Three years. That’s how long it took Peloton to go from scrappy startup to market behemoth with nearly 500,000 global riders and 8+ million total workouts.
Boasting an impressive 96% retention rate and an average NPS score of 91, Peloton has cultivated an almost obsessive, cult-like community of users. In fact, their users are so eager to participate in the Peloton community that engagement rates are off the charts.
Peloton’s most recent accomplishments to date include an 810% increase in Add to Carts and an 844% increase in bike purchase, due in large part to strategic efforts from their brand and acquisition teams.
So, how exactly did Peloton grow so big so fast? How do they utilize marketing to galvanize and inspire their customers? That answer is a three-parter.
Brand and Acquisition Work Together
It’s a common problem: various teams across your organization are stuck in siloes — for example, the brand and acquisition teams work in parallel, but not in concert. Brand approves creative. Acquisition deploys and measures it. Repeat.
These separate efforts are necessarily disconnected, which means that neither team is fully empowered to make as big an impact as they otherwise might. If brand and acquisition teams were more integrated, they might be able to amplify one another’s efforts — and results.
How did Peloton address this problem? With the holiday season approaching, it was the perfect time to go big with a new approach. By improving reporting and communication between acquisition and brand, the brand and acquisition teams at Peloton created what they call the “virtuous cycle,” an iterative process that starts with a creative brief and ends with — well, it doesn’t end.
This cyclical holiday campaign allowed the two teams to unite behind a round robin process of collecting insights and channeling it into action. After examining performance metrics they could make adjustments to the ongoing campaign, tweaking content whenever necessary.
How did they do that?
A “Virtuous” Cycle of Revising Content
With the typical approach to content, once it’s done, it’s done. After content launches, it’s rarely touched up or — gasp — substantially revamped in accordance with its performance. But is that really the best solution?
The best way to measure good content is to, well, go back to the data. We might feel good about a blog post or a landing page, but if users aren’t engaging, is the content providing any value? Luckily for the marketers at Peloton, the system they set up, this “virtuous cycle,” allowed them to constantly retouch content.
After rolling out this new strategy, Peloton saw an 810% increase in Add to Carts, an 844% increase in bike purchase, and an 8% reduction in purchase cap. Results like that are hard to argue with. It’s clear from Peloton’s story that the more you know — and the more you act on that knowledge — the more robust your returns.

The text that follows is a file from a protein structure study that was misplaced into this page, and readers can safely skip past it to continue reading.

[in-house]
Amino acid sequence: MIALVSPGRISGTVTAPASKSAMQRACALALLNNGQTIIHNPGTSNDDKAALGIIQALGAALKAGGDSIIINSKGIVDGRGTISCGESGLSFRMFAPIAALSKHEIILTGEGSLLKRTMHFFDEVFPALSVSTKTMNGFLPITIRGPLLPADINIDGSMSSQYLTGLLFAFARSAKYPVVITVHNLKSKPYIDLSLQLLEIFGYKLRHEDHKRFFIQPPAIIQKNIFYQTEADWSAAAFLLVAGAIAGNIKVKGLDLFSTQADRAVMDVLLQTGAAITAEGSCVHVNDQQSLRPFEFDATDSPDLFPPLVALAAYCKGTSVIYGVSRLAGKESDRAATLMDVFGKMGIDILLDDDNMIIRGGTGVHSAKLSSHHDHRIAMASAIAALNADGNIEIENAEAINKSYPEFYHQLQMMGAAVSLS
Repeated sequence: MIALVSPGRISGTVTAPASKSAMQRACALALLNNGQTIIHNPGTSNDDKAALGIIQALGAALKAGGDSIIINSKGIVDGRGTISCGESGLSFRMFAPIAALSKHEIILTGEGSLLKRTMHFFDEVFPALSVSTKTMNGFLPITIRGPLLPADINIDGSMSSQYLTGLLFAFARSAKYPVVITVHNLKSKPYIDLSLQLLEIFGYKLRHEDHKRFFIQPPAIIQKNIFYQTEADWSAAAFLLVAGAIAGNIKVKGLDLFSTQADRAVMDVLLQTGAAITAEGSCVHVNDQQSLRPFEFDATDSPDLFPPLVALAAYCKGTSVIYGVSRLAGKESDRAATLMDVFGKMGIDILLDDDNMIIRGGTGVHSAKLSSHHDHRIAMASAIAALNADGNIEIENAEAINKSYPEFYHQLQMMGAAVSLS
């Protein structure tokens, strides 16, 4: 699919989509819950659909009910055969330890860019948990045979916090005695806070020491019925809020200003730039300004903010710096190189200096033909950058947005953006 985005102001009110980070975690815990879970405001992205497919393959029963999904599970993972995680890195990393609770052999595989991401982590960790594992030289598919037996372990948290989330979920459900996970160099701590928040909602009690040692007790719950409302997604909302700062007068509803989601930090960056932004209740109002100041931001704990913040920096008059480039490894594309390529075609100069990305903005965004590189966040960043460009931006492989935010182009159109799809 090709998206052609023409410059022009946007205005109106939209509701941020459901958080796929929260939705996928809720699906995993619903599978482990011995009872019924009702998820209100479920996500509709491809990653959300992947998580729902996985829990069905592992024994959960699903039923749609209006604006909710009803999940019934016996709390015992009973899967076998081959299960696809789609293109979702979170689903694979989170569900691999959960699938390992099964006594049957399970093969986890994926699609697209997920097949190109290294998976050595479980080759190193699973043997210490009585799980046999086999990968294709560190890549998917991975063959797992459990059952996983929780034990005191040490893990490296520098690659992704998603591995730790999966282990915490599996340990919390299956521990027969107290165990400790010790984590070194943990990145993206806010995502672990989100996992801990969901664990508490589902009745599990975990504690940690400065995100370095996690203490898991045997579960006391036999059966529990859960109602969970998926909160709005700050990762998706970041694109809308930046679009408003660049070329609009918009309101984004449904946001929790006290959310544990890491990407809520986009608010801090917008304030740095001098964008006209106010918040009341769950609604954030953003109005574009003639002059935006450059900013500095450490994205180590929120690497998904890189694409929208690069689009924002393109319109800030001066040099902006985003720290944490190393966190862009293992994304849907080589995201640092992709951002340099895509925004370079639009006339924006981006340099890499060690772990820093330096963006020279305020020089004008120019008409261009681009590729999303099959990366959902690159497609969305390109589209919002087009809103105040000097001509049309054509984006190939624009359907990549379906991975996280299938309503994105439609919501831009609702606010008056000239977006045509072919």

Addressing Customers at Every Stage of the Buyer’s Journey
To most effectively influence a prospective customer’s decision, you’ve got to know where they’re coming from. That’s where the buyer’s journey comes in — from early to late stage, the more you understand your customer’s mindset, the stronger your chances of encouraging a conversion.
Peloton mapped their buyer’s journey into five major segments: intrigued with the product, infatuated with the dream of bike ownership, pragmatic about logistical concerns, excited by placing their order, and apprehensive until its delivery.
All of this was mapped out into a richly detailed emotional graph, expressing how Peloton customers feel and think at every stage of the buying process.
But once all that is through, there’s a new phase: addiction to the workout. Peloton doesn’t just sell a product: they provide a constant stream of workout content for all their users, in perpetuity.
Peloton bikers can take virtual interactive cycling classes with real instructors from the comfort of their homes.
That means that once the purchase is over, the buyer’s journey continues for as long as they use the bike, while Peloton pushes new content and revamps existing offerings to drive higher usage and brand loyalty.
This is the kind of smart content strategy that can drive huge returns for any company. With some extra collaboration, a close attention to detail, and a commitment to supporting content throughout its lifecycle, you can apply the Peloton approach to your organization — with potentially huge results.